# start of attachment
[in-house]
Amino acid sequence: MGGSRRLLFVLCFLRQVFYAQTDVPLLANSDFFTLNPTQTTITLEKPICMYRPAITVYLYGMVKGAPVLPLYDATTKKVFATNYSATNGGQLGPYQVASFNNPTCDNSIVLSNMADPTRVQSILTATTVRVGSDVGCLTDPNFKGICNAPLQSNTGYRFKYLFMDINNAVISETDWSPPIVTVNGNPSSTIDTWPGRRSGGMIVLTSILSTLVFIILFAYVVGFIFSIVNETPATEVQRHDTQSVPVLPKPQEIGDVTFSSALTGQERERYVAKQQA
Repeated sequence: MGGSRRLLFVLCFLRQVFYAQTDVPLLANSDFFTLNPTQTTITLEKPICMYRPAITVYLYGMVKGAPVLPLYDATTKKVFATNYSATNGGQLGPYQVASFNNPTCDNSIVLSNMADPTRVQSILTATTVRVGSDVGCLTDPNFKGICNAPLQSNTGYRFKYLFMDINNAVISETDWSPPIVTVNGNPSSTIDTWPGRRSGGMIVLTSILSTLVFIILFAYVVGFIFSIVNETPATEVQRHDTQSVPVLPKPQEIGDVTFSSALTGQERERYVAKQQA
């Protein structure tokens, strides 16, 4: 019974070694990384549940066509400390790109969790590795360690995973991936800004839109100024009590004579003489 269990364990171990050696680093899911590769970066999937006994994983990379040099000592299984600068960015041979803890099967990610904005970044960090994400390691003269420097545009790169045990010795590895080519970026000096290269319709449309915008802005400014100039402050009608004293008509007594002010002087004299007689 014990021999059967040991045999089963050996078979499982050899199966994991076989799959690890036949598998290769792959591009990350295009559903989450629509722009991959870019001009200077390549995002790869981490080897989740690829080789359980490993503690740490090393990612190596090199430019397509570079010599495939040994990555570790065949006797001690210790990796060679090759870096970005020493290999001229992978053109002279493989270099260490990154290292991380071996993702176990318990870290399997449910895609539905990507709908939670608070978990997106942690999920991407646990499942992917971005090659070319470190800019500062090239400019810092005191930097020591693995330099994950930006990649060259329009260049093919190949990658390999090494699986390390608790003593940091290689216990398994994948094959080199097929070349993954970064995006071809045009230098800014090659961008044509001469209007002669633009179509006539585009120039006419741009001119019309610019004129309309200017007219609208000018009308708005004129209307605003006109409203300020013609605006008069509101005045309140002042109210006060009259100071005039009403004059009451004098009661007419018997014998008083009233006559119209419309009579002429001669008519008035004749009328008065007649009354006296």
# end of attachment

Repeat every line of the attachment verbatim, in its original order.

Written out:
[in-house]
Amino acid sequence: MGGSRRLLFVLCFLRQVFYAQTDVPLLANSDFFTLNPTQTTITLEKPICMYRPAITVYLYGMVKGAPVLPLYDATTKKVFATNYSATNGGQLGPYQVASFNNPTCDNSIVLSNMADPTRVQSILTATTVRVGSDVGCLTDPNFKGICNAPLQSNTGYRFKYLFMDINNAVISETDWSPPIVTVNGNPSSTIDTWPGRRSGGMIVLTSILSTLVFIILFAYVVGFIFSIVNETPATEVQRHDTQSVPVLPKPQEIGDVTFSSALTGQERERYVAKQQA
Repeated sequence: MGGSRRLLFVLCFLRQVFYAQTDVPLLANSDFFTLNPTQTTITLEKPICMYRPAITVYLYGMVKGAPVLPLYDATTKKVFATNYSATNGGQLGPYQVASFNNPTCDNSIVLSNMADPTRVQSILTATTVRVGSDVGCLTDPNFKGICNAPLQSNTGYRFKYLFMDINNAVISETDWSPPIVTVNGNPSSTIDTWPGRRSGGMIVLTSILSTLVFIILFAYVVGFIFSIVNETPATEVQRHDTQSVPVLPKPQEIGDVTFSSALTGQERERYVAKQQA
């Protein structure tokens, strides 16, 4: 019974070694990384549940066509400390790109969790590795360690995973991936800004839109100024009590004579003489 269990364990171990050696680093899911590769970066999937006994994983990379040099000592299984600068960015041979803890099967990610904005970044960090994400390691003269420097545009790169045990010795590895080519970026000096290269319709449309915008802005400014100039402050009608004293008509007594002010002087004299007689 014990021999059967040991045999089963050996078979499982050899199966994991076989799959690890036949598998290769792959591009990350295009559903989450629509722009991959870019001009200077390549995002790869981490080897989740690829080789359980490993503690740490090393990612190596090199430019397509570079010599495939040994990555570790065949006797001690210790990796060679090759870096970005020493290999001229992978053109002279493989270099260490990154290292991380071996993702176990318990870290399997449910895609539905990507709908939670608070978990997106942690999920991407646990499942992917971005090659070319470190800019500062090239400019810092005191930097020591693995330099994950930006990649060259329009260049093919190949990658390999090494699986390390608790003593940091290689216990398994994948094959080199097929070349993954970064995006071809045009230098800014090659961008044509001469209007002669633009179509006539585009120039006419741009001119019309610019004129309309200017007219609208000018009308708005004129209307605003006109409203300020013609605006008069509101005045309140002042109210006060009259100071005039009403004059009451004098009661007419018997014998008083009233006559119209419309009579002429001669008519008035004749009328008065007649009354006296």